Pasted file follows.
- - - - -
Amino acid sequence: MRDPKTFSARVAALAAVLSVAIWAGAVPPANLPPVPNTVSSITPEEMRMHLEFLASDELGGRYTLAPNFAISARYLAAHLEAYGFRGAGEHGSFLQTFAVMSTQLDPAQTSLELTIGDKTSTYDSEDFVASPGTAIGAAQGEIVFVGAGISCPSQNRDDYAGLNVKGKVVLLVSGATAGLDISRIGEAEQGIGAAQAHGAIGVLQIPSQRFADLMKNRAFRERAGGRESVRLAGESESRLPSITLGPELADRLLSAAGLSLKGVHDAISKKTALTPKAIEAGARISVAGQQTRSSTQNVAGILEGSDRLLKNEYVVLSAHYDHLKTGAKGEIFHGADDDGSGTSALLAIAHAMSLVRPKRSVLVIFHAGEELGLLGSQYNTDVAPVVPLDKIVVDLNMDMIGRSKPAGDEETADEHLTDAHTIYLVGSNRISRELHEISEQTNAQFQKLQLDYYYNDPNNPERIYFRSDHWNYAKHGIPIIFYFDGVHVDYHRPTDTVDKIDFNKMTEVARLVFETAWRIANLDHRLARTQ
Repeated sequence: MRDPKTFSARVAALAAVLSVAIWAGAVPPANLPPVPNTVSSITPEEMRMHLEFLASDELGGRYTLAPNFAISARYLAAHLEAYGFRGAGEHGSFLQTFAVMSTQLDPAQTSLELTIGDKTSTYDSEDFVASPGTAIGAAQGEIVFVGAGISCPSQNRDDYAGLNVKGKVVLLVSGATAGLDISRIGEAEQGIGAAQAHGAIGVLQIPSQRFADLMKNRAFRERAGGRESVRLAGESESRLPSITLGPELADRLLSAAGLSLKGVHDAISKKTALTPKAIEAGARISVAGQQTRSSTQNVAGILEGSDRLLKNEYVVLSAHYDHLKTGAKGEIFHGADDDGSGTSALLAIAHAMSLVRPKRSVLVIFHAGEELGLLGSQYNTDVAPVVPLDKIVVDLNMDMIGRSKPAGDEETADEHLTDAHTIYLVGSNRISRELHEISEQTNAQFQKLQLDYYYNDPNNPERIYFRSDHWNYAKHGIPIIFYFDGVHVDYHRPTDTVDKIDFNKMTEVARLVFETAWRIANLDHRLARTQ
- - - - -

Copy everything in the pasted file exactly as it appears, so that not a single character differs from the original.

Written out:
Amino acid sequence: MRDPKTFSARVAALAAVLSVAIWAGAVPPANLPPVPNTVSSITPEEMRMHLEFLASDELGGRYTLAPNFAISARYLAAHLEAYGFRGAGEHGSFLQTFAVMSTQLDPAQTSLELTIGDKTSTYDSEDFVASPGTAIGAAQGEIVFVGAGISCPSQNRDDYAGLNVKGKVVLLVSGATAGLDISRIGEAEQGIGAAQAHGAIGVLQIPSQRFADLMKNRAFRERAGGRESVRLAGESESRLPSITLGPELADRLLSAAGLSLKGVHDAISKKTALTPKAIEAGARISVAGQQTRSSTQNVAGILEGSDRLLKNEYVVLSAHYDHLKTGAKGEIFHGADDDGSGTSALLAIAHAMSLVRPKRSVLVIFHAGEELGLLGSQYNTDVAPVVPLDKIVVDLNMDMIGRSKPAGDEETADEHLTDAHTIYLVGSNRISRELHEISEQTNAQFQKLQLDYYYNDPNNPERIYFRSDHWNYAKHGIPIIFYFDGVHVDYHRPTDTVDKIDFNKMTEVARLVFETAWRIANLDHRLARTQ
Repeated sequence: MRDPKTFSARVAALAAVLSVAIWAGAVPPANLPPVPNTVSSITPEEMRMHLEFLASDELGGRYTLAPNFAISARYLAAHLEAYGFRGAGEHGSFLQTFAVMSTQLDPAQTSLELTIGDKTSTYDSEDFVASPGTAIGAAQGEIVFVGAGISCPSQNRDDYAGLNVKGKVVLLVSGATAGLDISRIGEAEQGIGAAQAHGAIGVLQIPSQRFADLMKNRAFRERAGGRESVRLAGESESRLPSITLGPELADRLLSAAGLSLKGVHDAISKKTALTPKAIEAGARISVAGQQTRSSTQNVAGILEGSDRLLKNEYVVLSAHYDHLKTGAKGEIFHGADDDGSGTSALLAIAHAMSLVRPKRSVLVIFHAGEELGLLGSQYNTDVAPVVPLDKIVVDLNMDMIGRSKPAGDEETADEHLTDAHTIYLVGSNRISRELHEISEQTNAQFQKLQLDYYYNDPNNPERIYFRSDHWNYAKHGIPIIFYFDGVHVDYHRPTDTVDKIDFNKMTEVARLVFETAWRIANLDHRLARTQ